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World & Nation

Wanda shuts China theme park for ‘upgrades’— just 19 months after opening

Wanda Movie Park
A rendering of the Wanda Movie Park in Wuhan, China.
(Wanda Group)

When Disney opened its Shanghai resort in June, Wang Jianlin — the Chinese property, movie and theme park mogul — boldly dismissed the American company’s $5.5-billion project. 

“They shouldn’t have entered China,” the billionaire told China’s state-run CCTV ahead of the Disney park’s debut. “The frenzy of Mickey Mouse and Donald Duck and the era of blindly following them have passed.”

Now, it looks like Jianlin’s Dalian Wanda Group may have some crow to eat. Wanda said this week that its indoor movie theme park in the central Chinese city of Wuhan — which it opened in late 2014 with great fanfare — has been closed for “upgrades and renovations.”

In a brief statement, the company said the facility was closing as of July 31. No reopening date was given.

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“To better serve customers, raise the quality and content of our all our services and give our customers a completely new experience, Wuhan Wanda Movie Park is undertaking a complete renovation and will suspend business as of July 31 for interior construction,” the company said.

Wanda did not say why a complete renovation was necessary after just 19 months of operation, though attendance is believed to have been far below the company’s expectations.

When the theme park opened, the company said it expected 3 million visitors in the first year. But the Chutian Metropolis Daily, a local newspaper, quoted a former Wanda employee as saying it was only attracting about 200 people per day. Four hundred people came on Sunday, the paper said.

Admission wasn’t cheap; it was initially set at about $52 on weekdays and about $65 on weekends. 

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Though it was called a “movie park,” the facility was completely indoors and the atmosphere was more like a shopping mall. The movie theme was generic, perhaps because Wanda does not own a significant amount of intellectual property like Disney. In a bid to remedy that, Wanda this year purchased Legendary Pictures in a $3.5-billion deal and has moved into movie production and distribution.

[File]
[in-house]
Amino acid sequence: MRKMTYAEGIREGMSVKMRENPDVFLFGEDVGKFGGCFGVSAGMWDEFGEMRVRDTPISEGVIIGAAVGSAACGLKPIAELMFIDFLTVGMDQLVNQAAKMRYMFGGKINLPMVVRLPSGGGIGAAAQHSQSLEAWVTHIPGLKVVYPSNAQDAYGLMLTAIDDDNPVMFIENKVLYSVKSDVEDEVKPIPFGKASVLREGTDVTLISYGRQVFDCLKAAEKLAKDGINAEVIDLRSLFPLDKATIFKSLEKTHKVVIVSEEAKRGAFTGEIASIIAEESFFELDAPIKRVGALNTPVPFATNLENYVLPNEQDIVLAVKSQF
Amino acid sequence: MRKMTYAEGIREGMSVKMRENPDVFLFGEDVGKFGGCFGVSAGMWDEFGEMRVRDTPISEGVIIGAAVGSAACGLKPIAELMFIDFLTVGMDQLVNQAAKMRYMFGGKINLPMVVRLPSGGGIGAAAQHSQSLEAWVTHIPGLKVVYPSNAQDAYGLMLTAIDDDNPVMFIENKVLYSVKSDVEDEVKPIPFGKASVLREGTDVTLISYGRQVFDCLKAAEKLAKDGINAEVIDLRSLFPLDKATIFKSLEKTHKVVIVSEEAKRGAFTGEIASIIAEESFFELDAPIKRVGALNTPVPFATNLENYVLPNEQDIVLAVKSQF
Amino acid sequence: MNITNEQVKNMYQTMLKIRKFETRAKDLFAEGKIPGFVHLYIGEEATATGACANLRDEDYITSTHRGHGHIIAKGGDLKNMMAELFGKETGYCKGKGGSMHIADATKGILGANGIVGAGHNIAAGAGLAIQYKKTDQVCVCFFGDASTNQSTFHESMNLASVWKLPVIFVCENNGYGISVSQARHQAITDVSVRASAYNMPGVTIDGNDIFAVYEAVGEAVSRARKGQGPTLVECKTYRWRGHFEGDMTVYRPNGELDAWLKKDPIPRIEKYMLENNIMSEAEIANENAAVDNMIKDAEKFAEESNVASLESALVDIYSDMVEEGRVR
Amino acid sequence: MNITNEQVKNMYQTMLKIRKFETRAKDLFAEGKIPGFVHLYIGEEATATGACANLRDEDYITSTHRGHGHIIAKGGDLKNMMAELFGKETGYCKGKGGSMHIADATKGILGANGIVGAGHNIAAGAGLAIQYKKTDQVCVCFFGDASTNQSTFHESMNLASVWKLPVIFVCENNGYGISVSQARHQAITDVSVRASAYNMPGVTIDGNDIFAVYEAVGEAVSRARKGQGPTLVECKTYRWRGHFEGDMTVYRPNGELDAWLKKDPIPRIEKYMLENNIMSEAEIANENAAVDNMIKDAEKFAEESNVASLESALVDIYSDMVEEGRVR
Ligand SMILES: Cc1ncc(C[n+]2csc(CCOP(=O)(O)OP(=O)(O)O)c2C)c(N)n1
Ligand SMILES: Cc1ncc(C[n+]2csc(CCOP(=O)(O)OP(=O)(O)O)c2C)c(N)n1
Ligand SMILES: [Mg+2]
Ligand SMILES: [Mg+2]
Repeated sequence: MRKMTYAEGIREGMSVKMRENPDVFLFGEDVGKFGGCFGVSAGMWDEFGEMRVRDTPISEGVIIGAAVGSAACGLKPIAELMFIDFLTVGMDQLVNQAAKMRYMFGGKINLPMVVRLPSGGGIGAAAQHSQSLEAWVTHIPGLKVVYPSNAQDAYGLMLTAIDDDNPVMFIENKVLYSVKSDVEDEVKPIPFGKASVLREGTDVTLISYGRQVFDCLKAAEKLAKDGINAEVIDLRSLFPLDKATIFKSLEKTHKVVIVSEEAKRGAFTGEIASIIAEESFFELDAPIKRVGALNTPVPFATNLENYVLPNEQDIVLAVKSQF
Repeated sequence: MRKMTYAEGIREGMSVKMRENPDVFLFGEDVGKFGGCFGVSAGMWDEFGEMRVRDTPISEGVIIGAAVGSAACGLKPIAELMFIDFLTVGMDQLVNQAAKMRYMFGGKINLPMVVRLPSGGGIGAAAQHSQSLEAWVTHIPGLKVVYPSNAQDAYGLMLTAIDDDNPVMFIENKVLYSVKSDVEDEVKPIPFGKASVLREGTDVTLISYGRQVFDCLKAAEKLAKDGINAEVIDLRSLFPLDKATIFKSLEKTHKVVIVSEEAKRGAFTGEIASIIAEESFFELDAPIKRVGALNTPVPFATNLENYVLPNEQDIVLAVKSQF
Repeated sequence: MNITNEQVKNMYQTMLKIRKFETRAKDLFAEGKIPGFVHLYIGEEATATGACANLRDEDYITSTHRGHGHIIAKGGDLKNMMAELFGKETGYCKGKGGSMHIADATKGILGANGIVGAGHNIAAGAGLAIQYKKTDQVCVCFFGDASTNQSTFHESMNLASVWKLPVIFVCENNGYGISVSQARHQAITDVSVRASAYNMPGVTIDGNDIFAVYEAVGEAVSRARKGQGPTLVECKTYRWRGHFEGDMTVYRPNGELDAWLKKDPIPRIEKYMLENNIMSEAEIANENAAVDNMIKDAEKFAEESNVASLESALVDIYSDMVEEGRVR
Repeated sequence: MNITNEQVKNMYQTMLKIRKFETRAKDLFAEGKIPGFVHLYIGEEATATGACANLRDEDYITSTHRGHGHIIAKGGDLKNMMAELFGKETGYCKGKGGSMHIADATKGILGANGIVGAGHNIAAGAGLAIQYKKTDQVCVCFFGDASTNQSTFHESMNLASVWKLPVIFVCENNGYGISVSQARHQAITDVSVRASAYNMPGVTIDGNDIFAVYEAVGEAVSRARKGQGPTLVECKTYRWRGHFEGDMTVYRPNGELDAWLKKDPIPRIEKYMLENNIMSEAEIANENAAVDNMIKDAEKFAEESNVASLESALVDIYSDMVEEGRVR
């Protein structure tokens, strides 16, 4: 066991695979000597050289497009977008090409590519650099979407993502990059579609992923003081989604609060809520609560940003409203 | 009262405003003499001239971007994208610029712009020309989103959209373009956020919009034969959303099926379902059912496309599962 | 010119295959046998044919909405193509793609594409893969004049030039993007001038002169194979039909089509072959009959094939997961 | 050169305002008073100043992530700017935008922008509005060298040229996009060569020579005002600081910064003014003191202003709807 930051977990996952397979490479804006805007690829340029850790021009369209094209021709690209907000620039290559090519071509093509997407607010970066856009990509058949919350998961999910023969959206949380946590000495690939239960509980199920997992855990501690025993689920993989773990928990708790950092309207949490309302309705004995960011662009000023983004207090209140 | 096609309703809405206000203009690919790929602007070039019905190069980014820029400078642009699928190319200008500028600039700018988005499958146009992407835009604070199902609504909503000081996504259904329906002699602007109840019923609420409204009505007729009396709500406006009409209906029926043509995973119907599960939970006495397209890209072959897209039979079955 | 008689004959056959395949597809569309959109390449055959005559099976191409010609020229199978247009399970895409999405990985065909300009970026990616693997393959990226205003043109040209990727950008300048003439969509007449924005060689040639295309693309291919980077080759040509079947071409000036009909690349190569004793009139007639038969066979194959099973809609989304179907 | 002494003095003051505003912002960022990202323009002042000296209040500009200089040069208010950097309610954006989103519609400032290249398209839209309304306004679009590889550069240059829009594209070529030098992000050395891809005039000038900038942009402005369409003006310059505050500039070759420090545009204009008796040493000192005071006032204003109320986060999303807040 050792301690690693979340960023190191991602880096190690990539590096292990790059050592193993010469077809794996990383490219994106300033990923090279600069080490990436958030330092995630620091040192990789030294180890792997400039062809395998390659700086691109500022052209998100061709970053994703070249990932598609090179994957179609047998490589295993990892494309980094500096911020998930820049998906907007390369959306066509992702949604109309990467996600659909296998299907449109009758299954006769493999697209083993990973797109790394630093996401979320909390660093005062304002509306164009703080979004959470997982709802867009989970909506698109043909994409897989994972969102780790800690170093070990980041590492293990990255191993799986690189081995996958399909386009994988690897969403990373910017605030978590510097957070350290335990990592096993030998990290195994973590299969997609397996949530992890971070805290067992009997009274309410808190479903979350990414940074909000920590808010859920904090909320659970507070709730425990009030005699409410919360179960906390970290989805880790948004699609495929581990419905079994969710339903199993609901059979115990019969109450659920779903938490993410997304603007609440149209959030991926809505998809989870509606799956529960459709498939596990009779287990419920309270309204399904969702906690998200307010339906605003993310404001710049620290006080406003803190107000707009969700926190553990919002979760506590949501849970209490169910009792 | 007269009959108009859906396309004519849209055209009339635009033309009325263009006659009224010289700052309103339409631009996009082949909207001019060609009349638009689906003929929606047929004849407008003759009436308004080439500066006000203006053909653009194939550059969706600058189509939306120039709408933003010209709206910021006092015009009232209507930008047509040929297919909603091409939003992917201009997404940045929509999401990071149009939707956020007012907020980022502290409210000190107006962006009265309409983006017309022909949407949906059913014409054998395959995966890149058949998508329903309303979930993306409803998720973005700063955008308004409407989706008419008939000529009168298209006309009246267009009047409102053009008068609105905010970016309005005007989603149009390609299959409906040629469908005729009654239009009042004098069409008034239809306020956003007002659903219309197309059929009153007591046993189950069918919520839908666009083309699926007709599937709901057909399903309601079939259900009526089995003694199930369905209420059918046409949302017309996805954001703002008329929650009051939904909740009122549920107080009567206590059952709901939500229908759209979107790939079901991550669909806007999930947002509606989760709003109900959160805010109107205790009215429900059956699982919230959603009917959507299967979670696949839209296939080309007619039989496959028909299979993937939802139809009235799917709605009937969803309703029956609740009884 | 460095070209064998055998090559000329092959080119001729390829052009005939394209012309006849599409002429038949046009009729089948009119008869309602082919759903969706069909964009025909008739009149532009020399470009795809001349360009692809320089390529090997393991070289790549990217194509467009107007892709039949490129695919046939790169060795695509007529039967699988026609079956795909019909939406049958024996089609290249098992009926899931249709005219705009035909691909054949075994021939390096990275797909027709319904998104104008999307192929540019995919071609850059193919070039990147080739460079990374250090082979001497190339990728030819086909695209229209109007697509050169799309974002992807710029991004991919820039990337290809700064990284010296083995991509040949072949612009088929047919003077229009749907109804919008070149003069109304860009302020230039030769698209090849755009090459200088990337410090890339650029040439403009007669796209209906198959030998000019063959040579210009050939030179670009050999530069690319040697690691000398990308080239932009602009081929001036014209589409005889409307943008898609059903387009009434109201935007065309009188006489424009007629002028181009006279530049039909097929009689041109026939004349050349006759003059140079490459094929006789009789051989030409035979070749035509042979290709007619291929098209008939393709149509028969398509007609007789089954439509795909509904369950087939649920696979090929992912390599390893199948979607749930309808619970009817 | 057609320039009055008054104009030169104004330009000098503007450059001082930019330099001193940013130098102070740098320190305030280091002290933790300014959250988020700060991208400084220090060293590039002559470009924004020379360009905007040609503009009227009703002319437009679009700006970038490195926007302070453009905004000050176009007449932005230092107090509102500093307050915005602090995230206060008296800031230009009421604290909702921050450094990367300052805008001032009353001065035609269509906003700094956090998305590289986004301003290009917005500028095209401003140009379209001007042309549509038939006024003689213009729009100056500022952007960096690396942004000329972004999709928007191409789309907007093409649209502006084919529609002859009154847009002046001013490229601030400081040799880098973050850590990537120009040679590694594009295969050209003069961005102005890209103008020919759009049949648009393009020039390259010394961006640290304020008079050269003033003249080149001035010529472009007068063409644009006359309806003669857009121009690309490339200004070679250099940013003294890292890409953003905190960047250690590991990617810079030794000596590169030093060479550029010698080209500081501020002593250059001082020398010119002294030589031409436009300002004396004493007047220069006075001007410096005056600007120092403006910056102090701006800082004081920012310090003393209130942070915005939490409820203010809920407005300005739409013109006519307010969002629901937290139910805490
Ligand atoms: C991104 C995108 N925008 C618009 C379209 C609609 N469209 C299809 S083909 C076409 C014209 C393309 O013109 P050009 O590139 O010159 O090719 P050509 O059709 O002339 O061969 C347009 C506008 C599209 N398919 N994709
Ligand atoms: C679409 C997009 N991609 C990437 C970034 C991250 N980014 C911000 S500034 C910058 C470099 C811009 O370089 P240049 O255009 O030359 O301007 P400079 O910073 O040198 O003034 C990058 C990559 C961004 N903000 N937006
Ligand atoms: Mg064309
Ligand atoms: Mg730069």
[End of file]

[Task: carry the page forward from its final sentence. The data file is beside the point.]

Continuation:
In Wuhan, the six attractions were designed with heavy input from award-winning Hollywood visual effects players, including Industrial Light & Magic and Rhythm & Hues, but visitors described the overall experience as dull.

Yu Qian 25, the owner of a dessert shop in Wuhan, said she visited the park shortly after the opening in late 2014 and saw no need to go back.

“The whole park only has six rides. I heard ‘Flying Over Wuhan’ was the best ride in the park, so we went to that first. It took us 2½ hours to wait in line and we only had 3 minutes on the ride,” she said. “I felt like I could go to any 4-D theater and have a better time than this.”

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The Movie Park is part of an $8-billion Wanda development in Wuhan that spans some 440 acres and includes hotels, office towers and residential buildings. The company also built an eye-catching, 2,000-seat circular theater, specially designed as the home for a Cirque du Soleil-style production called the Han Show. The theater alone reportedly cost $400 million.

A spokesman for Wanda said the Han Show was continuing to operate and is “running quite well.”

In late May, Wanda opened a $3.3-billion attraction called Wanda Cultural Tourism City in Nanchang, a city of 5 million in the southeastern province of Jiangxi. Wanda said at the time it had more than a dozen other theme park and entertainment projects in the works and slated to open by 2020. It was unclear whether the Wuhan park issues would affect those plans.

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The 500-acre Cultural Tourism City includes a theme park — with what is said to be China’s highest, longest and fastest roller coaster — plus an aquarium, a movie park with a 14-screen theater, five hotels and stores, according to Wanda.

The opening of the Nanchang complex was hit by controversy when reporters invited to the opening noticed a number of employees dressed up as Disney characters.

A reporter for Fortune magazine saw two workers in Mickey and Minnie Mouse get-ups encouraging shoppers to visit a clothes shop, as well as a “poorly costumed” Stormtrooper by the movie park and a Captain America in an outdoor area. 

Disney vowed to take legal action against Wanda if it found that its rights were being infringed upon.

Wanda responded by saying that the characters were not in the theme park and were not being used to promote the theme park but were in the adjacent Wanda Mall and were licensed by Disney to the individual stores.

Yingzhi Yang in The Times’ Beijing bureau contributed to this report. 

julie.makinen@latimes.com

Follow me on Twitter @JulieMakLAT.

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